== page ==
I had planned to do my usual one-post-per-location showing off photos from our recent Ireland trip but decided, eh, why bother? If I take the time to do all that, with as crazy as everything is right now, I’ll never finish or never get back to blogging about other things going on in my life. All of the photos are here and here on my Flickr and, below, is the scrapbook pages I made for each portion of the trip.
I’m still here, just busy with work and life. This’ll be a photo-less post, partly because I’m too lazy to dig through Flickr to find relevant photos, partly because I really don’t have that many. Maybe next week I’ll get back into the swing of things with posts with actual photos in them. Who am I kidding, it’ll probably be another month or two before I write another blog post with something that’s not just like “here’s my latest scrapbooking pages.”
So, what have I been doing? Well, working, knitting, scrapping, improving the house, enjoying the weather, planning vacation, and reading. Mostly working and reading (ok, and sleeping and eating but no one wants to hear about that).
Don’t worry, no boring details. Just know that work is busy and while it’s sometimes overwhelming, I’m enjoying my current project.
Ok, so I haven’t knit a single stitch in about three weeks but before that, I knit a shawl/scarf and about 2″ on a colorwork hat.
The shawl/scarf was Different Lines using bright blue and bright orange Neighborhood Fibre Co Studio Sock that I originally purchased to make the Steven West mystery shawl. It turned out HUGE and rather scarf-like due to how I blocked it. Of course, I forgot to really take photos of it once I gave it to the recipient (Anne, my Phi Rho big sister).
The colorwork hat actually isn’t one of the patterns I was trying to choose between a few months ago. It’s called Latvian Hat and I’m using Neighborhood Fibre Co in a white colorway that’s named, appropriately, after what Matt tells me is a very, er, racially non-diverse part of Baltimore and Miss Babs in Lilacs. Even though the pattern starts at the crown and gets larger, it’s still very slow to work a single round and the pattern requires rather a lot of conentration. It’s also at an awkward stage where it’s a bit too small to work on two needles comfortable but too large for only one. I put it aside once work got busy enough that I was only making myself more frustrated trying to work on it in the evening hours.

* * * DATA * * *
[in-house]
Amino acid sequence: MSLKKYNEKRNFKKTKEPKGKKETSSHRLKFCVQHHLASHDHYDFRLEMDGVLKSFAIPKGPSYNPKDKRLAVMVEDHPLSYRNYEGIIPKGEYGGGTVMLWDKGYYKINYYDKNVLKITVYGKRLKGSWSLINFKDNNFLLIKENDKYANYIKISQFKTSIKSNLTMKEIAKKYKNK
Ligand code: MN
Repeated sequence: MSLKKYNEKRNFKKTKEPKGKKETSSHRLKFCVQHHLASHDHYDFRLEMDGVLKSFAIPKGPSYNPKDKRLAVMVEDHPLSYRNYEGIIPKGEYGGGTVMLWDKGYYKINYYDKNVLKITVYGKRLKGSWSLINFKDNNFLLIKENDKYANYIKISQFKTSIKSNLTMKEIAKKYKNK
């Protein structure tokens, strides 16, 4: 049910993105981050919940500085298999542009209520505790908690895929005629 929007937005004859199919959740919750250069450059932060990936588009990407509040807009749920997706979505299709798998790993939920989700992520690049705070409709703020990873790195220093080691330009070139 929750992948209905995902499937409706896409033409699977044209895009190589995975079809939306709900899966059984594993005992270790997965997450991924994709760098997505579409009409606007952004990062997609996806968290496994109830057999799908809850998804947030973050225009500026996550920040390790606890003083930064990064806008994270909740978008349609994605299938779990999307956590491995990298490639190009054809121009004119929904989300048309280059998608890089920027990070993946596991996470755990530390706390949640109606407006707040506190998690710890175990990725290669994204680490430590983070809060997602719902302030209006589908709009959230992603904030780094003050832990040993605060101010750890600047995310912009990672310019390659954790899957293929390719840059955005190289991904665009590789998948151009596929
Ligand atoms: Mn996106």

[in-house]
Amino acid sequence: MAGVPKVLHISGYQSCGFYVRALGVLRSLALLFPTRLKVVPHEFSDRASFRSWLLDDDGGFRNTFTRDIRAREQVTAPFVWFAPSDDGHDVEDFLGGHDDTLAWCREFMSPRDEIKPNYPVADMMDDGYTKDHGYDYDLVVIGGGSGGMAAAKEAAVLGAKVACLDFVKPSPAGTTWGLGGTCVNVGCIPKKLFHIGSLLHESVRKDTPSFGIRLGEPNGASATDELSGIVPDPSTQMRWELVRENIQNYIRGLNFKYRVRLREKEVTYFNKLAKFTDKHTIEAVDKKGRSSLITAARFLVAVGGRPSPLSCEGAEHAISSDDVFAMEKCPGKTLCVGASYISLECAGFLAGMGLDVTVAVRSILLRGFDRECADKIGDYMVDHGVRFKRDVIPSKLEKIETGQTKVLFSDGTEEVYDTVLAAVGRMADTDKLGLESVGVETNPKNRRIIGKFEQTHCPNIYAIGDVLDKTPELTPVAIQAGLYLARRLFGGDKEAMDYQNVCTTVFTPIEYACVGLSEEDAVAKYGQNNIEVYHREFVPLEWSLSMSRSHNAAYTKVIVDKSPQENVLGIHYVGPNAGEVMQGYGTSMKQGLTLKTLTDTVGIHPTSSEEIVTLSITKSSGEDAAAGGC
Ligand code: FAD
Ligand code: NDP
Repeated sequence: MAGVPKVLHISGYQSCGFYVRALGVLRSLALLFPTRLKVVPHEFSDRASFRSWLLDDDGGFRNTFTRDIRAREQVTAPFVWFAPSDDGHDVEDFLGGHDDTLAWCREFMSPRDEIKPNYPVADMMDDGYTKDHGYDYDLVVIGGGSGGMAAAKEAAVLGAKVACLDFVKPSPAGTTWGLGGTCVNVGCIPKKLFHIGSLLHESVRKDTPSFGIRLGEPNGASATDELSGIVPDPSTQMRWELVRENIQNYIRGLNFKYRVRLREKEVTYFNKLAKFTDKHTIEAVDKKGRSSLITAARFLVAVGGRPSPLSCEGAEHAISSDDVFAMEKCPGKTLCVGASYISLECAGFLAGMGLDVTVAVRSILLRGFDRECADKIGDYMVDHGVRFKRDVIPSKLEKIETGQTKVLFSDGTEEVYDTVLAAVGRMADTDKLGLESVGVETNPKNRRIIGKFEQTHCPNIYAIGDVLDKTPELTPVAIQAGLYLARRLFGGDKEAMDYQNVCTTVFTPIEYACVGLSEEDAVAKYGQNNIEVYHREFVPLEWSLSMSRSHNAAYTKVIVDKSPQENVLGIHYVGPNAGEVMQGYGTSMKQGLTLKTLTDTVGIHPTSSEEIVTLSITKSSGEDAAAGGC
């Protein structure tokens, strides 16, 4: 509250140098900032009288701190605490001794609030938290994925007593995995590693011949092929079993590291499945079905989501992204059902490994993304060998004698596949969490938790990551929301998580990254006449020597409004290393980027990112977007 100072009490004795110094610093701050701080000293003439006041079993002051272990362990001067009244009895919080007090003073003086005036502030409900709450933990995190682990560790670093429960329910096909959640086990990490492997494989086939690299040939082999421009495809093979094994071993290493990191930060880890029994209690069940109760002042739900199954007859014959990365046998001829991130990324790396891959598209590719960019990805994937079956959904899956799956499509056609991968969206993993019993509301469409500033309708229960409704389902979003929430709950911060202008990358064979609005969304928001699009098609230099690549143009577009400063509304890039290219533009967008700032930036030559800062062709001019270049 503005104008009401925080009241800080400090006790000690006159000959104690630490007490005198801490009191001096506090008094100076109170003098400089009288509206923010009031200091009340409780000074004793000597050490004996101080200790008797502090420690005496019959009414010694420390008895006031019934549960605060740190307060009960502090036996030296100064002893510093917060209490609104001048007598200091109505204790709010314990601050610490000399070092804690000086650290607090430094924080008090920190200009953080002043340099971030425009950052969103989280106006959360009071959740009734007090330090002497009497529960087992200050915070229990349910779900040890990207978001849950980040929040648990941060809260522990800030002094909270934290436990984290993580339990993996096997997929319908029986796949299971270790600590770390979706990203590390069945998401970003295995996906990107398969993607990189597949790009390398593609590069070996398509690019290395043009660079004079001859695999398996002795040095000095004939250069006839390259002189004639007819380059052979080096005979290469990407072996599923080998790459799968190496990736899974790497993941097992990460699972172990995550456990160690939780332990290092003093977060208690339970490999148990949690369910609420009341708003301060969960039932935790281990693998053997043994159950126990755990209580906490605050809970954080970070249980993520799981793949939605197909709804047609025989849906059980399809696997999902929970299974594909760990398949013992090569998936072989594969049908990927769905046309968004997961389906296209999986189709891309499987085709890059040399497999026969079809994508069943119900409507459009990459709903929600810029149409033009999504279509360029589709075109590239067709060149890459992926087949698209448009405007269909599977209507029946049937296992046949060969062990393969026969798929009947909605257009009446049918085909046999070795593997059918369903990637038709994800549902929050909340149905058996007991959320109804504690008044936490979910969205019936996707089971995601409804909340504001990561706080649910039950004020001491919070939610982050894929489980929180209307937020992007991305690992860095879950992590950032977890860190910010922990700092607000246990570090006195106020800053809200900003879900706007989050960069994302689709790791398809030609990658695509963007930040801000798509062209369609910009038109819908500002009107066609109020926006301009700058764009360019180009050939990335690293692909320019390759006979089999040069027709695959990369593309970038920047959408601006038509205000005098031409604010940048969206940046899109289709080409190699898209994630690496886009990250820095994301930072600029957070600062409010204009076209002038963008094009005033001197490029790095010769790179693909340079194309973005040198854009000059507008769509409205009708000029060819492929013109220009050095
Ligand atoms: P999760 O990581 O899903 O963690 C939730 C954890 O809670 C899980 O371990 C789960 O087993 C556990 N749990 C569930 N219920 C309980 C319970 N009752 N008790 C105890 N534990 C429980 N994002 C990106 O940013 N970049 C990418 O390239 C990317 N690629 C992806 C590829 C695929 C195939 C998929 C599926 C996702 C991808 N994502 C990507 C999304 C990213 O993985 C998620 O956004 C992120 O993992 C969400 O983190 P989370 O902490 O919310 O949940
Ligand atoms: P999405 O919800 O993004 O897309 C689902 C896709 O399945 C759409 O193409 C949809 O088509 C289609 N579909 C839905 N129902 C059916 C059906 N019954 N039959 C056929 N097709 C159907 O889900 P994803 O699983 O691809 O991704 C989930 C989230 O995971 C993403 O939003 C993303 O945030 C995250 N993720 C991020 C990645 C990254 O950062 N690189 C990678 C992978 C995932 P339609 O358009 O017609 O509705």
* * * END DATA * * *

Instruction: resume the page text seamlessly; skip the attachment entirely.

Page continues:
Despite not taking a whole bunch of photos lately, I have been keeping up with making at least one scrapbooking page a week. Some weeks, they’re rather unimpressive but it’s about recording what’s gone on, not always having a gorgeous page. I am going to try and pick up my picture-taking so it’s not quite so sad when I open up the week’s folder of photos and see only two in there. I’ll post pages from weeks 5 to I think we’re on 11 later this week. I also still need to finish the last few pages from our last Europe trip. I think maybe two need words then they’ll be done. Oh, and finally print some of these off, likely starting with Europe pages.
Improving the House
Nothing involving power tools or anything but quite an impressive list of small projects:
- Hanging photos everywhere (my friend Lead provided opinions on good locales)
- Installing a door sweep and fixing the screen on the porch door (Matt did most of this)
- Picking out and trying a paint color for our bedroom (liked the color, will paint the whole thing starting this week)
- Buying a new hanging birdfeeder – the old one had old feed permanantly stuck in it
- Cleaning up the leaves / sticks / acorns / randomly strewn bricks in the backyard (Matt did most of the work here but I helped with some pickup and moving of stuff to be picked up to the curb)
Enjoying the weather
Despite being mid-March, it’s been in the high 70s almost every day the last week or so, with mostly clear skies on top of it. We’ve already grilled out twice (burgers then chicken) and enjoyed several evenings of reading on the porch after work. I keep waiting for the weather report to talk about a return to colder temperatures but it’s supposed to remain warm at least for a few more days. Anyone know if this may mean I can get my hands on some good and not very expensive steamed crabs earlier this year than normal? The wait until Memorial Day may be the end of me. Ok, not really. I’m just impatient.